How Dogs Smell Bombs

Heroic news on television and newspaper about bomb squads claim our appraisal but the theory behind the process of detection of bombs is vague in our faculties. We usually ponder around that dog have some extra organs to specialize in sniff process, but this is totally a misconception.

Dogs smell bombs like they smell everything else and everyone else. But dogs have 50 times more olfactory cells than we do! Of course, they would put it to good use. And of course, our human pea brains would put a dog’s nose to good use in finding bombs. Strictly speaking, the dog doesn’t smell the bomb. It deconstructs an odor into its components, picking out just the culprit chemicals it has been trained to detect. Roberts likes to use the spaghetti sauce analogy. “When you walk into a kitchen where someone is cooking spaghetti sauce, your nose says aha, spaghetti sauce. A dog’s nose doesn’t say that. Instinctively, it says tomatoes, garlic, rosemary, onion, oregano.” It’s the handler who says tomato sauce, or, as it happens, bomb.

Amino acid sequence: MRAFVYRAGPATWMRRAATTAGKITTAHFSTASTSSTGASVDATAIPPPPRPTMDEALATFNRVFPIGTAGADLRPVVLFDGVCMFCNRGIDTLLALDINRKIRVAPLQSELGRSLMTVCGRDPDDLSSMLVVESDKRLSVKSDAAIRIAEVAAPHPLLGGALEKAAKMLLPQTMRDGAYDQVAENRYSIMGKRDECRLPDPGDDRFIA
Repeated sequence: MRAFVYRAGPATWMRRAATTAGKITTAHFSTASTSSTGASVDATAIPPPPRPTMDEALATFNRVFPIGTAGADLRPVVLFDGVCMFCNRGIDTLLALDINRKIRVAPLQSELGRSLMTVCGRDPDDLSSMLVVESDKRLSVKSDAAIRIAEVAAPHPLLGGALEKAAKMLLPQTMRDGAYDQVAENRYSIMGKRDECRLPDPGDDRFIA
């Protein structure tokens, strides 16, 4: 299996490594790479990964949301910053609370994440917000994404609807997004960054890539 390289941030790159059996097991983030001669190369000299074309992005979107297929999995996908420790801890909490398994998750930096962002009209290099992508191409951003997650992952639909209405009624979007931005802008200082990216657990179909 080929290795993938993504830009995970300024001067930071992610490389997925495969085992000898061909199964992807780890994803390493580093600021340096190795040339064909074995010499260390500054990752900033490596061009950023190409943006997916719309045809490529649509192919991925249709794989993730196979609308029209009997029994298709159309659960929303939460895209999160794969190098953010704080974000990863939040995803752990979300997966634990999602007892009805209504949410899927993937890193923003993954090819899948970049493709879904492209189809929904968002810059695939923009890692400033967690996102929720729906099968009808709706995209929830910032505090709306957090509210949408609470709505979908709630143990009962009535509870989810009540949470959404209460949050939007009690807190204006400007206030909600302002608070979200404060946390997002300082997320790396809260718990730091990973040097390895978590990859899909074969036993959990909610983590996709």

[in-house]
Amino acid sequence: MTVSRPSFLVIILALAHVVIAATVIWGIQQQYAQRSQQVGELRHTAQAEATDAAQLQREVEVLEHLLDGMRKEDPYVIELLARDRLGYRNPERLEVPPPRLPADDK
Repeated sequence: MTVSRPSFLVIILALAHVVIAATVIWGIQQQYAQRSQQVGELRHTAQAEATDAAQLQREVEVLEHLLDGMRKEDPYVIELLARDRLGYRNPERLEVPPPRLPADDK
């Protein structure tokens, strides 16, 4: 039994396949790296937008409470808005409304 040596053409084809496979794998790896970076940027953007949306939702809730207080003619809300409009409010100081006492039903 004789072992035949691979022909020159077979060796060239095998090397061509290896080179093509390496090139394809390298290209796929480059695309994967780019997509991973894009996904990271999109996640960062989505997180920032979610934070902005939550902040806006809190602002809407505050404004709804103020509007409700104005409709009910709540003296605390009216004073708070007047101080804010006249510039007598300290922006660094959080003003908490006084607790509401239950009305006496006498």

The dogs gain their understanding of smells by sniffing identical cans in a grid. Stuff that is associated with explosives (dynamite, TNT, powders, the component in C4, etc.) is put in random cans and the dog is instructed to sit down when it smells such chemicals. It works better than anything! The government has tried to build robots to do a dog’s job but it’s pretty hard to invent something better than a dog. Their nose extends from the nostril to the back of the throat, they differentiate breathing and smelling and 35% of a dog’s brain is assigned for smelling while humans only have 5% set aside for smell. They’re smelling machines.

The best dog breeds for becoming bomb dogs are German Shepherds, Belgian Shepherds, and Labrador Retrievers. Golden Retrievers are actually the best smellers but they’re too smart to go through bomb sniffing school.

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